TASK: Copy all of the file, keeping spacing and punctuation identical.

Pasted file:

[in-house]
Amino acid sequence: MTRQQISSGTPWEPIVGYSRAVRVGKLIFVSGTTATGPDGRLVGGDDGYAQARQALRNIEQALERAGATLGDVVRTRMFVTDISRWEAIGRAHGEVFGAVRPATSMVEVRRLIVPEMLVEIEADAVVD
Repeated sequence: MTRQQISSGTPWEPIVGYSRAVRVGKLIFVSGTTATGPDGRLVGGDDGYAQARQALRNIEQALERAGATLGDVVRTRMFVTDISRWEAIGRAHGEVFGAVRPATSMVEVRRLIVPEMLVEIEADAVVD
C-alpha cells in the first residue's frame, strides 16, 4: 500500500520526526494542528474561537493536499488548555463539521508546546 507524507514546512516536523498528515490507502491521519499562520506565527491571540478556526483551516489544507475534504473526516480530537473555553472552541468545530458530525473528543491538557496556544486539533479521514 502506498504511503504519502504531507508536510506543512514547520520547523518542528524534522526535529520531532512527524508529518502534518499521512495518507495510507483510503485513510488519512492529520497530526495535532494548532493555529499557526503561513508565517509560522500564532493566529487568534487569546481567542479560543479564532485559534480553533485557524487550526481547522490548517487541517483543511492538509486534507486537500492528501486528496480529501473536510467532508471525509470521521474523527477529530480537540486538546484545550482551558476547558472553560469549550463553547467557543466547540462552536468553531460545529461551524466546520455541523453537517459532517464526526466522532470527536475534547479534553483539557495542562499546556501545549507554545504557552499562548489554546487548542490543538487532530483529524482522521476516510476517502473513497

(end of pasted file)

[in-house]
Amino acid sequence: MTRQQISSGTPWEPIVGYSRAVRVGKLIFVSGTTATGPDGRLVGGDDGYAQARQALRNIEQALERAGATLGDVVRTRMFVTDISRWEAIGRAHGEVFGAVRPATSMVEVRRLIVPEMLVEIEADAVVD
Repeated sequence: MTRQQISSGTPWEPIVGYSRAVRVGKLIFVSGTTATGPDGRLVGGDDGYAQARQALRNIEQALERAGATLGDVVRTRMFVTDISRWEAIGRAHGEVFGAVRPATSMVEVRRLIVPEMLVEIEADAVVD
C-alpha cells in the first residue's frame, strides 16, 4: 500500500520526526494542528474561537493536499488548555463539521508546546 507524507514546512516536523498528515490507502491521519499562520506565527491571540478556526483551516489544507475534504473526516480530537473555553472552541468545530458530525473528543491538557496556544486539533479521514 502506498504511503504519502504531507508536510506543512514547520520547523518542528524534522526535529520531532512527524508529518502534518499521512495518507495510507483510503485513510488519512492529520497530526495535532494548532493555529499557526503561513508565517509560522500564532493566529487568534487569546481567542479560543479564532485559534480553533485557524487550526481547522490548517487541517483543511492538509486534507486537500492528501486528496480529501473536510467532508471525509470521521474523527477529530480537540486538546484545550482551558476547558472553560469549550463553547467557543466547540462552536468553531460545529461551524466546520455541523453537517459532517464526526466522532470527536475534547479534553483539557495542562499546556501545549507554545504557552499562548489554546487548542490543538487532530483529524482522521476516510476517502473513497